Beyond a Reasonable Doubt
In order for a defendant to be convicted of a crime, the prosecution must prove each element of the crime beyond a reasonable doubt. As such, the evidence against the accused must be so compelling that no reasonable person would question it. This means that the jury or judge concludes that the defendant’s guilt is the only logical conclusion or explanation.
The Element of Intent
Most crimes include the element of intent, which breaks down into basic categories:
General intent means that the criminal act itself implies the accused’s intent in the matter. For example, general intent is present in arson cases. This means that the person who lit the fire cannot argue that they had no intention to cause the damage that occurred. Intentionally starting a building on fire shows enough general intent to be convicted of an arson charge.
Specific intent refers to purposefully, knowingly, and willingly committing the crime in question. When someone walks into a convenience store and holds the person behind the counter up at gunpoint, the matter of specific intent is generally established.
Criminal Responsibility and Dementia
In some cases, dementia plays a role in criminal responsibility. In order for the court to find the accused competent to stand trial, the defendants must be competent enough to do all the following:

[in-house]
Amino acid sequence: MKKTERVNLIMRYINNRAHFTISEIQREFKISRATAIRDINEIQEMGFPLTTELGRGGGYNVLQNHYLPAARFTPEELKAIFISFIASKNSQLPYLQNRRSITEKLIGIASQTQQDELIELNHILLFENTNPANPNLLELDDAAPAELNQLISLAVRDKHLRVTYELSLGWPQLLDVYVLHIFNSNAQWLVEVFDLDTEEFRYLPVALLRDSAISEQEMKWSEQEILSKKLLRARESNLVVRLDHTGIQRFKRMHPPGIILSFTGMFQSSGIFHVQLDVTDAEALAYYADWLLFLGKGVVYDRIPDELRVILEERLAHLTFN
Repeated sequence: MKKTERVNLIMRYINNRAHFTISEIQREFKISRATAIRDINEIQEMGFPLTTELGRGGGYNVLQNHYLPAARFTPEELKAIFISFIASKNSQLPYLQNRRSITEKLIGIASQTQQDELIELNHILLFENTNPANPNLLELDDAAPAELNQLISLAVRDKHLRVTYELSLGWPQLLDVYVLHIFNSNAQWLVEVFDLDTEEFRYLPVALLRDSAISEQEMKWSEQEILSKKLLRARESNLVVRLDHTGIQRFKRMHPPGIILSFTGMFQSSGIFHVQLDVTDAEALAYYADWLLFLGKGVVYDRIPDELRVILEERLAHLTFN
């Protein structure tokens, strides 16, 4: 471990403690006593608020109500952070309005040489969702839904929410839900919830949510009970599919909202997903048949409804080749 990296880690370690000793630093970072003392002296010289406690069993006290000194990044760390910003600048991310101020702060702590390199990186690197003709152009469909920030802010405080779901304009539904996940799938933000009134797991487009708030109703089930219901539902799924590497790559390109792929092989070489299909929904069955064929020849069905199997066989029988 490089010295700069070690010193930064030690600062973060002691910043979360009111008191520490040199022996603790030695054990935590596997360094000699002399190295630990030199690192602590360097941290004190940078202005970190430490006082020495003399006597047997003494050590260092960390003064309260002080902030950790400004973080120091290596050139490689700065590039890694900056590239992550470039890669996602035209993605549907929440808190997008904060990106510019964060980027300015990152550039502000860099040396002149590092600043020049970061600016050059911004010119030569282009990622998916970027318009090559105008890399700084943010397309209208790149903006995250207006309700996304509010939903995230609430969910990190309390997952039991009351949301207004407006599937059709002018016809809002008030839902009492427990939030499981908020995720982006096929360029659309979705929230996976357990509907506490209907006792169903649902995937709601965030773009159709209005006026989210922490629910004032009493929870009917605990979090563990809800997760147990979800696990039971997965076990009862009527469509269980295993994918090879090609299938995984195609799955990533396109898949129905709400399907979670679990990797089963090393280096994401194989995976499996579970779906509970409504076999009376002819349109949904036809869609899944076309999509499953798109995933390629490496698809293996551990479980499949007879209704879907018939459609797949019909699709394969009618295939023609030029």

Understand the legal proceedings involved
Enter a plea
Participate in their legal defense, which includes having the ability to engage in clear communications with their attorneys
Dementia is a form of neurodegenerative disease that can directly affect all the following:
The sufferer’s ability to process emotions
The sufferer’s judgment
The sufferer’s disposition to violence
The sufferer’s self-awareness
These effects can lead to criminal or antisocial behaviors in people with no prior history of acting outside the boundaries of the law.
When dementia is a defense for criminal responsibility, the courts generally work closely with medical professionals in the field, the accused’s doctors, attorneys from both sides, and patient representatives to ascertain whether the defendant has the required mental capacity and necessary competency to face the criminal charge in question.
An Experienced Killeen Criminal Defense Attorney Is on Your Side
If you are facing a criminal charge, it is a complicated legal matter – the outcome of which can directly affect your future. If you find yourself in this challenging situation, you need professional legal guidance.
Brett Pritchard at The Law Office of Brett H. Pritchard in Killeen, Texas, is a formidable criminal defense attorney who has a wealth of experience successfully guiding difficult cases like yours toward advantageous outcomes that uphold our clients’ rights.Our trusted legal team is on your side and standing by to help, so please do not delay reaching out to contact us online or call us at (254) 781-4222 for more information today.